Summary and implications
A tenant’s guarantor cannot be required to give a guarantee when the tenant assigns its lease. Such a guarantee will be invalid. This was confirmed today by the Court of Appeal in the long-awaited House of Fraser decision (which affirms the decision in the Good Harvest case).
This Court of Appeal has taken the opportunity to clarify other issues left undecided by Good Harvest:
- Can a tenant’s guarantor give a voluntary guarantee on assignment?
No. It does not matter if the repeat guarantee is offered freely by the tenant's guarantor, without being compelled to offer it by the landlord. It will still be invalid.
- Can a tenant’s guarantor guarantee the tenants’ obligations in an AGA?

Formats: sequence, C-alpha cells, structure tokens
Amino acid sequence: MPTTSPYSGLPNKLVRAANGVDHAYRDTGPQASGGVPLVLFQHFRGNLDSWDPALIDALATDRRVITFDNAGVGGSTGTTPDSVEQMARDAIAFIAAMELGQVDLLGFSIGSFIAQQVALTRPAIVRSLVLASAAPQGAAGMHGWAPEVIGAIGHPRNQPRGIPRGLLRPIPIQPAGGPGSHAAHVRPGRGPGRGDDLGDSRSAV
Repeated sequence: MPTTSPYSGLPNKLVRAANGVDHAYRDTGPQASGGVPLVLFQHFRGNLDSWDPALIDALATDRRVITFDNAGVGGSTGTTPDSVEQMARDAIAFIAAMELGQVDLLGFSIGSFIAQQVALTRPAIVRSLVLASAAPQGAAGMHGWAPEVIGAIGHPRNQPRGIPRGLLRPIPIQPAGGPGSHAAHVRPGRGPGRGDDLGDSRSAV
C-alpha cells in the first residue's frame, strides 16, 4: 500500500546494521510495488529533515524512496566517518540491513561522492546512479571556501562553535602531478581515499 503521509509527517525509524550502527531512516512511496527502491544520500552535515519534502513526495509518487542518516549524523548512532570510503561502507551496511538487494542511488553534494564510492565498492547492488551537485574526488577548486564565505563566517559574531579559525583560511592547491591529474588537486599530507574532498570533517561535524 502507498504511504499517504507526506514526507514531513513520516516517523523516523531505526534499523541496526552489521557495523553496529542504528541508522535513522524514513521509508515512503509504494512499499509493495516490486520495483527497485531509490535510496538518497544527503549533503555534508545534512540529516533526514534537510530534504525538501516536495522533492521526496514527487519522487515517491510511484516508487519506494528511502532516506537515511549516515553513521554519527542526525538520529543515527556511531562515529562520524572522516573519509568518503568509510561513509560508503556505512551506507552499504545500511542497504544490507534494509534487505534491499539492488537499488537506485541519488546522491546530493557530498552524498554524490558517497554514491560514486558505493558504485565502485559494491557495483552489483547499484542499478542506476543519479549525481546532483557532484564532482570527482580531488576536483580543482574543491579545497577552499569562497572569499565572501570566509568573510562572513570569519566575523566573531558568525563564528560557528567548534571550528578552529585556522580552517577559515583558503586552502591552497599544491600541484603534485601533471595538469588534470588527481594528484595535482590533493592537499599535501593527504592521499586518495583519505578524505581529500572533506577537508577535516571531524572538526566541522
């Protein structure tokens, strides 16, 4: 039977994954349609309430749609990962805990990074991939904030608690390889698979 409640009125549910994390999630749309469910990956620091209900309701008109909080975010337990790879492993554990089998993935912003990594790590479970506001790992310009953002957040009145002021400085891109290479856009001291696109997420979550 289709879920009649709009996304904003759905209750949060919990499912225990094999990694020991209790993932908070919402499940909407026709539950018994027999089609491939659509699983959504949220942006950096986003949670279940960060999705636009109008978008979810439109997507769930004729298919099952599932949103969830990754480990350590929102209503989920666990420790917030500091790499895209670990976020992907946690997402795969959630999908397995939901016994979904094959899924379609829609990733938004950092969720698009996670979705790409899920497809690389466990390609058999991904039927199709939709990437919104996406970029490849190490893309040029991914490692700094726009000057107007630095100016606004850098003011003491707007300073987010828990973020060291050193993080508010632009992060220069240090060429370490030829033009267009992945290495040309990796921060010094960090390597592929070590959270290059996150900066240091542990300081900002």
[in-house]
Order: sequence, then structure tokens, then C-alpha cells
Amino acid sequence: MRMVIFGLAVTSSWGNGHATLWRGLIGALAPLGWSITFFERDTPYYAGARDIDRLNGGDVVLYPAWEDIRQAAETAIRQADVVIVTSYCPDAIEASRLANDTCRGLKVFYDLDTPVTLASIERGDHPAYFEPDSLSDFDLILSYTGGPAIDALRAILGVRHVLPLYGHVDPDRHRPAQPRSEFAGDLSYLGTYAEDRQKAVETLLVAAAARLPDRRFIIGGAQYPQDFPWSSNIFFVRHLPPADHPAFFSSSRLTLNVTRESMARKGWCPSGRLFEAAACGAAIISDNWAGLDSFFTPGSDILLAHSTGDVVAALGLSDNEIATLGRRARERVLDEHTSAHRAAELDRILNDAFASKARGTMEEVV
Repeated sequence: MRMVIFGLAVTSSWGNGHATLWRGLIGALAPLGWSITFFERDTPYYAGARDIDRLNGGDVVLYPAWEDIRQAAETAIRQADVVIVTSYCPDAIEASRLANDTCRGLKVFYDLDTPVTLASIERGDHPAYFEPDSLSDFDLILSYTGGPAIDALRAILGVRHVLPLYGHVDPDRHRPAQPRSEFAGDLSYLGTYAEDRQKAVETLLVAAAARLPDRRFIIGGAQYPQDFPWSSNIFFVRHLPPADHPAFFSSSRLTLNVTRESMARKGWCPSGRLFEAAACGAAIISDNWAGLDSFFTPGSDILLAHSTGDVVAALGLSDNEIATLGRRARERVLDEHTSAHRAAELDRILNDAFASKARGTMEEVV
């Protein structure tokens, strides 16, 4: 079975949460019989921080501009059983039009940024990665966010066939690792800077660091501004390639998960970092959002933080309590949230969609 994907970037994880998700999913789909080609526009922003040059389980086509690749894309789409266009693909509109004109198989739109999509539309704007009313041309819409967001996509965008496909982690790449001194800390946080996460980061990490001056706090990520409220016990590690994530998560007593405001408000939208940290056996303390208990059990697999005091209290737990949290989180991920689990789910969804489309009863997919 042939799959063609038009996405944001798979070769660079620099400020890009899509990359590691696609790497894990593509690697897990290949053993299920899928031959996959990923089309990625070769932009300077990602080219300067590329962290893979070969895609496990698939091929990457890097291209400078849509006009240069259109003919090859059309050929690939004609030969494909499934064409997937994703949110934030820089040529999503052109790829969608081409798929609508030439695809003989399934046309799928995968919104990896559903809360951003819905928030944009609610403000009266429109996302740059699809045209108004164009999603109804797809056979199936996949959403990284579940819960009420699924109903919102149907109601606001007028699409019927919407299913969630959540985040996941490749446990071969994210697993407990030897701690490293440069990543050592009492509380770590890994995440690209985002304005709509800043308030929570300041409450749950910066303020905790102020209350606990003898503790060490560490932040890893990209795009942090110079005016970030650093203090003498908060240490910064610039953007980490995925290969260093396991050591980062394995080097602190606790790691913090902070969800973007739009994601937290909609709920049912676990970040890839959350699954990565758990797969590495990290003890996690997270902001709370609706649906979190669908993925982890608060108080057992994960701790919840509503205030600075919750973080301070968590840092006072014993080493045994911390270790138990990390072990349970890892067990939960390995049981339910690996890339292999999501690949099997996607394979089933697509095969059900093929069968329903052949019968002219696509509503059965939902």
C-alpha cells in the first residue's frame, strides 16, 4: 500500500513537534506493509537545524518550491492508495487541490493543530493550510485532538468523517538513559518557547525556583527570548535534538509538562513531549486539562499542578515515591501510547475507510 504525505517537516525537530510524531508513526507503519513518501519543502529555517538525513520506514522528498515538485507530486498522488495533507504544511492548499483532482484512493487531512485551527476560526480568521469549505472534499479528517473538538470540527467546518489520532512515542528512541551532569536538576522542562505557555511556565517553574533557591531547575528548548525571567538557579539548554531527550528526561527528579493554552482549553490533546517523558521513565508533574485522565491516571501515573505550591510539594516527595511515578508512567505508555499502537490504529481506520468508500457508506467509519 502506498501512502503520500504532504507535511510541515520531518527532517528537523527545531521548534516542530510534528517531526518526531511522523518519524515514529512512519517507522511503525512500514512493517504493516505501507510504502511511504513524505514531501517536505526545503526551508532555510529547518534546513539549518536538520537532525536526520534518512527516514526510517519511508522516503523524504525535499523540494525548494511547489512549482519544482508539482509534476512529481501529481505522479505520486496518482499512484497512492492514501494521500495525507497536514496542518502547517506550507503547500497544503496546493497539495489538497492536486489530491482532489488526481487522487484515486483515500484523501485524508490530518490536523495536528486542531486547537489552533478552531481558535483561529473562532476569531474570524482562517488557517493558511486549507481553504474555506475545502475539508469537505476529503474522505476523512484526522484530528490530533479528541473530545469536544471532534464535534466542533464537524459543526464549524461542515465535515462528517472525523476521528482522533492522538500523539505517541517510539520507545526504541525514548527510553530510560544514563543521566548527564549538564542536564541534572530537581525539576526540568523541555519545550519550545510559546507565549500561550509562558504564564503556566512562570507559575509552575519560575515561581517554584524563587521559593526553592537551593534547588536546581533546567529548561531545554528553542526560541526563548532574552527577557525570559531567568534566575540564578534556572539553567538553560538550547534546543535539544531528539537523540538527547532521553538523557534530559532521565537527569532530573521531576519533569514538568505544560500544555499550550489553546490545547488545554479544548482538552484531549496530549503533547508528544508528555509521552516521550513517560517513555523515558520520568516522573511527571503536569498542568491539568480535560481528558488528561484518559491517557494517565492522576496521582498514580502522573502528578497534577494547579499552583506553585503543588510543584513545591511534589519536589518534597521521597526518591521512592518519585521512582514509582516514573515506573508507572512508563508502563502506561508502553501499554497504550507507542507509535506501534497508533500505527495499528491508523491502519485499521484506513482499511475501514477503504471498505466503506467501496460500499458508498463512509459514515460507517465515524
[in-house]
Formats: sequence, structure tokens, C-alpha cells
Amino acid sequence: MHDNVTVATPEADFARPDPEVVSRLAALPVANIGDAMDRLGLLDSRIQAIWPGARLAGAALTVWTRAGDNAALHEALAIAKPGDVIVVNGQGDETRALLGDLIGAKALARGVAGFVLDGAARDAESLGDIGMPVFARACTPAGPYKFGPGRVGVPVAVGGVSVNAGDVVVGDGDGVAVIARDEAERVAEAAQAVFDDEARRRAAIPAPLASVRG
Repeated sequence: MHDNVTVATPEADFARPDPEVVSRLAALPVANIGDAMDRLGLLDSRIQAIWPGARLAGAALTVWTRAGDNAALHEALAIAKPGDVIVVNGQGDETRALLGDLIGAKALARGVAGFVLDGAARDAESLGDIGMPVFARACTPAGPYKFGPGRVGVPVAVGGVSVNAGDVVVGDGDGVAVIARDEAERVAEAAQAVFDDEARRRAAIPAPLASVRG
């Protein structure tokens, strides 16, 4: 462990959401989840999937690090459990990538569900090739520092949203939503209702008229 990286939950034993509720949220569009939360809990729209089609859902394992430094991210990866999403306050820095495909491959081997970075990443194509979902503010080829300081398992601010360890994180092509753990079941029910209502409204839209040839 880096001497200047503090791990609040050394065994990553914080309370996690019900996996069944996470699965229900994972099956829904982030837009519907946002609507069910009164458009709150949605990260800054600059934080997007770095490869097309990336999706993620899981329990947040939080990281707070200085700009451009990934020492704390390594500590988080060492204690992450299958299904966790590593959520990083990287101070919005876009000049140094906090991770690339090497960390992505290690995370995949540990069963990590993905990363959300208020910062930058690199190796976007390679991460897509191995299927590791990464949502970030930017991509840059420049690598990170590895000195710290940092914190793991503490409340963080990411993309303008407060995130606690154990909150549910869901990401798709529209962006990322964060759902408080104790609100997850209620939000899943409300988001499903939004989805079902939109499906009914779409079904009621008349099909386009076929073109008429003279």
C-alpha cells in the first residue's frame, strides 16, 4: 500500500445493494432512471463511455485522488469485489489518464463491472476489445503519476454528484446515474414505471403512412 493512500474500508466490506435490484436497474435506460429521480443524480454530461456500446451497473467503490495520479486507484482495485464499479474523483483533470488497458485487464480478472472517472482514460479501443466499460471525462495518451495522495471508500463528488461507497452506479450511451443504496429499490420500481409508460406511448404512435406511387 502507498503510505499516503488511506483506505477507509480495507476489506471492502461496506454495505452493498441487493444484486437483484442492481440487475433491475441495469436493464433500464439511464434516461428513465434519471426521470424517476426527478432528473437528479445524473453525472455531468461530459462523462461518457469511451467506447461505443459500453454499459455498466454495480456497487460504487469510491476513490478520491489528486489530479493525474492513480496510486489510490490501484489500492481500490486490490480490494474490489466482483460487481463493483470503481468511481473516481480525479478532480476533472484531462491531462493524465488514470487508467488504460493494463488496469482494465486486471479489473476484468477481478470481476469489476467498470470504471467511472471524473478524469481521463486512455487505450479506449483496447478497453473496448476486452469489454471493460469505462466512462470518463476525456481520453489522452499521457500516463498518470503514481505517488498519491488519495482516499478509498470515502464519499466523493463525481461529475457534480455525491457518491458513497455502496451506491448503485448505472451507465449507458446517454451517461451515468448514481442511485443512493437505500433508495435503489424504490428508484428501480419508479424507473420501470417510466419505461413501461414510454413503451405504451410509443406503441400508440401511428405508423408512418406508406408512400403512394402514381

Yes. This removes some of the difficulties caused by Good Harvest, in that a weak outgoing tenant giving an AGA, can now secure his obligations under the AGA by having his guarantor as a party to the AGA.
Implications for landlords when a tenant applies for consent to assign and on a new letting
- Landlords may be able to withhold consent if the assignee is a weak covenant and can only offer a guarantee from a previous guarantor.
- However, landlords should consider whether an AGA guaranteed by the outgoing tenant’s guarantor, provides adequate security.
- Landlords may not be able to recover unpaid sums from an existing repeat guarantor. That may affect investment values.
Implications for tenants on intra-group transfers
- It may be difficult to secure landlord’s consent to an intra-group transfer if the parent company has guaranteed the existing tenant and the tenant cannot find a fresh guarantor. However, the landlord may be satisfied with an AGA so long as the tenant’s guarantor guarantees the obligations in the AGA.